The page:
I’m sure we’ve all experienced using a bathroom at some point in time. If you personally haven’t, I won’t judge, but that’s pretty weird. Either way, we’re going to explore a campus experience that is probably familiar to most students: using public washrooms. Whether you hate the experience or love it (again, that’s pretty weird, but it’s 2018 I guess), we’ve randomly selected four representative washrooms as a brief and incomplete representation of the campus experience as a whole, both the good and the bad. Hope you enjoy, and please, please wash your hands.
Men’s and Women’s Washrooms, top floor of Medical Education Centre:
These rooms get low scores for their utter and complete lack of privacy. Neither the men’s nor women’s rooms in this location have doors, but simply have a winding corridor as an entrance. Don’t get me wrong: it’s not as though passersby can see into the rooms while you’re doing your business. Any patrons to these rooms are surely out of sight.
The problem, you see, is the sound. Call me old fashion, but I am of the strong opinion that washrooms without at least an attempt at sound insulation should be illegal. I’m sure we can all agree that using a washroom with no door to the outside world feels like sitting in the centre of a megaphone. And though this may not be the case in reality, don’t people deserve to at least have the peace of mind granted by the knowledge that there is a closed door between them and the general public? Don’t they deserve to know that they can void their bowels without disturbing the peace? Don’t they deserve more than a bathroom that doesn’t even attempt to grant them a sliver of the isolation they desire? I think so.
Men’s washroom, top floor of Memorial Hall:
Ah, yes, Memorial Hall. This won’t surprise you to hear, but this is one of the older buildings we have on campus. Just take a look at the amount of elbowroom each stall permits and you will immediately realize that this was made during an era when the average person was much, much smaller. If you can get past the claustrophobia, the room is actually quite nice with the wide, frosted glass window that allows for copious amounts of natural lighting. The room also gets bonus points for being one of the few washrooms to still have physical paper towels and no automatic blow dryers. My chronically dry skin thanks you, Memorial Hall.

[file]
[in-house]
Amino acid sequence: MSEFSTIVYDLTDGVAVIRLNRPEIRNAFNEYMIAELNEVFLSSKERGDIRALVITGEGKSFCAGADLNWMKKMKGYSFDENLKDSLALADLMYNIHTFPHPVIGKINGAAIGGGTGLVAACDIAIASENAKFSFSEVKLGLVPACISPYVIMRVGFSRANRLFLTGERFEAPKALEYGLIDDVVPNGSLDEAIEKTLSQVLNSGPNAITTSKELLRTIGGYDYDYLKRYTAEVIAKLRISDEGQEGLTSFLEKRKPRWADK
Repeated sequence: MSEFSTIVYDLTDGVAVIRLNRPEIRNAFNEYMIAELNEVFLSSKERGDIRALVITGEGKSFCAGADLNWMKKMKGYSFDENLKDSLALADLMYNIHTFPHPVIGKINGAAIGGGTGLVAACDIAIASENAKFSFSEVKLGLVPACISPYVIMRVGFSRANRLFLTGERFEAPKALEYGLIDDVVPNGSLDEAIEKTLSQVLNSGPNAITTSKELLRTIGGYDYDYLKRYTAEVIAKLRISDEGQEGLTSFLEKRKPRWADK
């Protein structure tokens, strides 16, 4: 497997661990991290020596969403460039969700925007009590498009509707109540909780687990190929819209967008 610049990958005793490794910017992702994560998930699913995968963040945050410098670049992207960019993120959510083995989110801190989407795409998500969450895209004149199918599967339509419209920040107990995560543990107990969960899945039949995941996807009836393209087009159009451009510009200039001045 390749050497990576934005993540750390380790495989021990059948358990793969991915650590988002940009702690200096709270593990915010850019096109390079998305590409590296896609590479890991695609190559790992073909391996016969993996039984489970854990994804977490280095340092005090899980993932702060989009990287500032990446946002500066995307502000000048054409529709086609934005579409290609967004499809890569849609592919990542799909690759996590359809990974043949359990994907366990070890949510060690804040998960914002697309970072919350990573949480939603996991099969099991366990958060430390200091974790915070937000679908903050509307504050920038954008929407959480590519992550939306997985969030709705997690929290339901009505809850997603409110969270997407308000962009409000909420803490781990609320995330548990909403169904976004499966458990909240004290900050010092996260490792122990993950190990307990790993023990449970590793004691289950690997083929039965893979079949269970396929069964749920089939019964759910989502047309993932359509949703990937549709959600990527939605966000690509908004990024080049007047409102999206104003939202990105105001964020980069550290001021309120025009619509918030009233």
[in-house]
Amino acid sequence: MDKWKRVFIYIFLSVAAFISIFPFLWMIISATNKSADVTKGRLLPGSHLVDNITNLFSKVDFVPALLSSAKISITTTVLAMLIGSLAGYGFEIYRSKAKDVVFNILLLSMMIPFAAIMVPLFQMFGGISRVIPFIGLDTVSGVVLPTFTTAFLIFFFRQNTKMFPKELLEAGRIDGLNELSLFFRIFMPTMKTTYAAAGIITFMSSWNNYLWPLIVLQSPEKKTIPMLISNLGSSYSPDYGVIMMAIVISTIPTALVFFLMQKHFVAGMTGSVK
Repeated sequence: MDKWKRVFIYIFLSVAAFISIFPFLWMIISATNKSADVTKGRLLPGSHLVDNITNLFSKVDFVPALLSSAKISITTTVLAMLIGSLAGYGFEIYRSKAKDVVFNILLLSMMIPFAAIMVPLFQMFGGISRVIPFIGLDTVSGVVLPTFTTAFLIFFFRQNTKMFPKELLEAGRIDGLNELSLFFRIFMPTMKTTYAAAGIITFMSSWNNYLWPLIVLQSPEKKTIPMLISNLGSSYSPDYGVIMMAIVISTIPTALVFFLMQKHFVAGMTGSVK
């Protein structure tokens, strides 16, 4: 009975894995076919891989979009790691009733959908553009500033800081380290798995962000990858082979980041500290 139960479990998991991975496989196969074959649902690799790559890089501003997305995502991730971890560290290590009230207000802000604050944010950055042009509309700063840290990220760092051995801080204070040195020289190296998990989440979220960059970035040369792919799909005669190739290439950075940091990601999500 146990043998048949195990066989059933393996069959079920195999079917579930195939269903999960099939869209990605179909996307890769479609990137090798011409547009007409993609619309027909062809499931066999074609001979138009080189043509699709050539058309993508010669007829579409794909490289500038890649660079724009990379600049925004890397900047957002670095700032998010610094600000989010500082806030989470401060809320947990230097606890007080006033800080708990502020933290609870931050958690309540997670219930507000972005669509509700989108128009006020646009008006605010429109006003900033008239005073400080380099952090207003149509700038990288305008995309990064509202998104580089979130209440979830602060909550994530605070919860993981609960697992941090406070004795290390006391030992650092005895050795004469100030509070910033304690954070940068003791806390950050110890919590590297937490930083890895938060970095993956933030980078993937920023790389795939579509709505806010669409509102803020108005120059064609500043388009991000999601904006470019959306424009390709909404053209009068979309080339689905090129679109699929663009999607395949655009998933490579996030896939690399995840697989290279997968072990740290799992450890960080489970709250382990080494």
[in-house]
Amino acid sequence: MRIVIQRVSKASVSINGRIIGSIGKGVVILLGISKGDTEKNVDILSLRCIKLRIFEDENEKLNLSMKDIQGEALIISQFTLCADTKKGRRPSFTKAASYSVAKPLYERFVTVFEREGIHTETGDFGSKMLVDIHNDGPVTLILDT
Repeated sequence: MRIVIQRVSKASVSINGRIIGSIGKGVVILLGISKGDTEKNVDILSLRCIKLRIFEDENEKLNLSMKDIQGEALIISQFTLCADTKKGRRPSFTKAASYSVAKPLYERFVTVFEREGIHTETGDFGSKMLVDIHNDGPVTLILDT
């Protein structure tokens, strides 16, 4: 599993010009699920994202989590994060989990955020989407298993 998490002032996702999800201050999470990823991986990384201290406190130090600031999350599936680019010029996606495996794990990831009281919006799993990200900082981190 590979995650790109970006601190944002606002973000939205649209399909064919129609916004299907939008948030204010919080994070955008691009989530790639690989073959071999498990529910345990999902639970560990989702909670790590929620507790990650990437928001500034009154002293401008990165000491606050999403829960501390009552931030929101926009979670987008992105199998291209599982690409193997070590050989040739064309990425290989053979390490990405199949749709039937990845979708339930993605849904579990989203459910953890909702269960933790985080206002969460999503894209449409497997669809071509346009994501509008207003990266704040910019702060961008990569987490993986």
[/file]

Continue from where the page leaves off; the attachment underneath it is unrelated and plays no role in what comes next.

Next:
Men’s Washroom, CAW basement:
The men’s room right next to the Multi-Faith Space gets an overall good score for its relative privacy (the door actually closes, there are a good number of stalls, and it’s in a relatively remote part of the building depending on the time of day), and for being culturally accommodating (an ablution station is available for those who need it before prayer). However, this room loses some points for one specific failing: the corridor is narrow enough that I get too close to the automatic blow dryer every time I walk past it, thus triggering the machine to go off. If I wanted to loudly announce my entrance into a bathroom with a metallic whine, I’d simply screech myself.
Universal Bathroom, the CAW Basement:
This bathroom can be located just past the Campus Bookstore. It is a spacious, single-use, universally accessible room with an automatic toilet, sink, and hand dryers. Major points go to this room for the tremendous amount of privacy it grants: single-use and closing door aside, it’s also in one of the most remote locations in the building.
However, some points will be deducted for two reasons. Firstly, sometimes the automatic sink is hard to activate by waving my hands underneath and it gives me a bit of an existential crisis that makes me question whether I actually exist. Secondly, every time I use this bathroom, I am compelled to consider the moral ramifications of using a universally accessible room when I myself am relatively able-bodied. Is this the equivalent of parking in an accessible parking spot when I don’t need to? Or is it truly intended for universal use, in which case there’s nothing morally wrong with my using this bathroom? I am to this day still uncertain.
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